TEMPLE — Ben Russell remembers the bugles calling all sailors to their posts to respond to the Japanese surprise attack on Pearl Harbor 72 years ago.
“The first thing I heard that morning was the sounds of being called by the bugle,” Russell said. “Everyone had a special place they were supposed to be as soon as they could get there.”
The William R. Courtney Texas State Veterans Home resident was serving on the USS Phoenix, which was in Pearl Harbor on Dec. 7, 1941, when the Japanese attacked, sinking or seriously damaging 21 U.S. ships, including eight battleships. He was 18, and on mess duty when the Japanese began the attack on the American fleet. He was on the second deck when the Phoenix fired its first gun.
“I didn’t get to fire a shot all day long, but I heard plenty of it,” Russell said. “We were out on the main deck, and we were being instructed to take cover.”
The Phoenix attempted to venture out into the Pacific Ocean to search for fallen sailors or survivors after the bombing, and passed close by the USS Arizona as the battleship burned and went down in ruins.
“The ship was burning so hot, you could feel a blistering heat,” Russell said.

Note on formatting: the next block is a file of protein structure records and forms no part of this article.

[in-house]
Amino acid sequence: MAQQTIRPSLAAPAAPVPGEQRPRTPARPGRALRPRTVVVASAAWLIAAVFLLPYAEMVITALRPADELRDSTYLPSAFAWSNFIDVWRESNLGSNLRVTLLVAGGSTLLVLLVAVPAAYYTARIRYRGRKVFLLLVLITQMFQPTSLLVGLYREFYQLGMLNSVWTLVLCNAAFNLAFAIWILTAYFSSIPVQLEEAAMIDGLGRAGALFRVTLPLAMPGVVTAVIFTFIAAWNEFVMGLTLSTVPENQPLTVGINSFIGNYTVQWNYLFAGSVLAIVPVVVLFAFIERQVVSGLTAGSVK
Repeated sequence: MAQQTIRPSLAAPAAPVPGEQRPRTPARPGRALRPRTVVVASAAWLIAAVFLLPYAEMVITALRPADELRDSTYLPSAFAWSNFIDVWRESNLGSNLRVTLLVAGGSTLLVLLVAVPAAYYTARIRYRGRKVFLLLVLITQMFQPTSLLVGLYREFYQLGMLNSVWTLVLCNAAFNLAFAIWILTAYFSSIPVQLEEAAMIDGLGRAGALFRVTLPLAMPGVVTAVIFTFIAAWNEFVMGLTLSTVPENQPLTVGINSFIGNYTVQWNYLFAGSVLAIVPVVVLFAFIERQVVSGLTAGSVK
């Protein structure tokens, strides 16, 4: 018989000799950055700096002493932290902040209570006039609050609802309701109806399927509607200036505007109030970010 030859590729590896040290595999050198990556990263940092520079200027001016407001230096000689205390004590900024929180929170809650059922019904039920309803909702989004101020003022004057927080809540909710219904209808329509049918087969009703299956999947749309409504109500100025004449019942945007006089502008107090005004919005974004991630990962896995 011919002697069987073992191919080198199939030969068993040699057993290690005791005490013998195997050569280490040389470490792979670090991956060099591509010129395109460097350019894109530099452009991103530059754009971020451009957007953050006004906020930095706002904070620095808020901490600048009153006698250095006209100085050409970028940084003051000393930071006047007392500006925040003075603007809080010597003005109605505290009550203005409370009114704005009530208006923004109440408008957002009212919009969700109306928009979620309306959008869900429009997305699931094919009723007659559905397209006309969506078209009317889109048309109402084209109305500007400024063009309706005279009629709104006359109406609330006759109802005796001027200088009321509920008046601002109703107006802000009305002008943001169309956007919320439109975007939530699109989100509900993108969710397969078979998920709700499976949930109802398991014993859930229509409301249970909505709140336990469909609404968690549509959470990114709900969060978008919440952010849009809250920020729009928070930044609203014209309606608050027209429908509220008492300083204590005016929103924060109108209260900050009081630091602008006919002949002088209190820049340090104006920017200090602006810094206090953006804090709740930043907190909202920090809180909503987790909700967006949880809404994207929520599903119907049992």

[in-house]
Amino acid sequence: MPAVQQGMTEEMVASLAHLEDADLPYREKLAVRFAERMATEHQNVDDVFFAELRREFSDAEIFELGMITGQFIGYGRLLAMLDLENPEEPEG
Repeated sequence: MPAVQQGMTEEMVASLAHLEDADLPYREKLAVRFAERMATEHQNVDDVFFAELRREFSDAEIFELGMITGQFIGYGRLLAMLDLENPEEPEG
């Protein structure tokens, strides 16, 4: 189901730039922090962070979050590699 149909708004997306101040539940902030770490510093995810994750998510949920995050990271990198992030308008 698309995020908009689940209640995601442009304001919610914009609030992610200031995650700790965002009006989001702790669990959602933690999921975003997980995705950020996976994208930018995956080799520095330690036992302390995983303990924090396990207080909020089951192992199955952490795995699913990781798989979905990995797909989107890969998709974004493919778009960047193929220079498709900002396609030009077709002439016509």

Russell — who said he had been in the U.S. Navy for a year and a half at the time of the attack — has shared stories of his Pearl Harbor experience with Carolyn Rumfield, the veterans home’s activities director. She said the Phoenix initially had trouble exiting the harbor.
“They were kind of blocked in for a while, where they couldn’t get out,” Rumfield said. “They had to maneuver around to get out.”
The Phoenix, a cruiser, was capable of moving at 34 knots, Russell said. But officers urged caution while the ship moved into the Pacific.
“We were supposed to not exceed four or five knots,” Russell, 90, said. “We were heading in a northerly direction.”
The Phoenix escaped the disaster unharmed, and joined the USS St. Louis and several other destroyers to search for Japanese aircraft carriers.
“We were out in open water for three days,” Russell said. “We made searches, but we didn’t find anybody to shoot at.”
The Phoenix later spent time escorting troop ships in Australian waters. It also patrolled the Indian Ocean, escorting convoys to Bombay and Calcutta, and was present at the evacuation of Java.
Russell, a Paron, Ark., native, has lived in Temple for 25 years. He traveled back to Hawaii with Rumfield in 2010 to attend the dedication of new facilities at the Pearl Harbor exhibit.
“Ben was one of the youngest survivors there,” Rumfield said. “The average (survivor) age was 92, and he was 87.”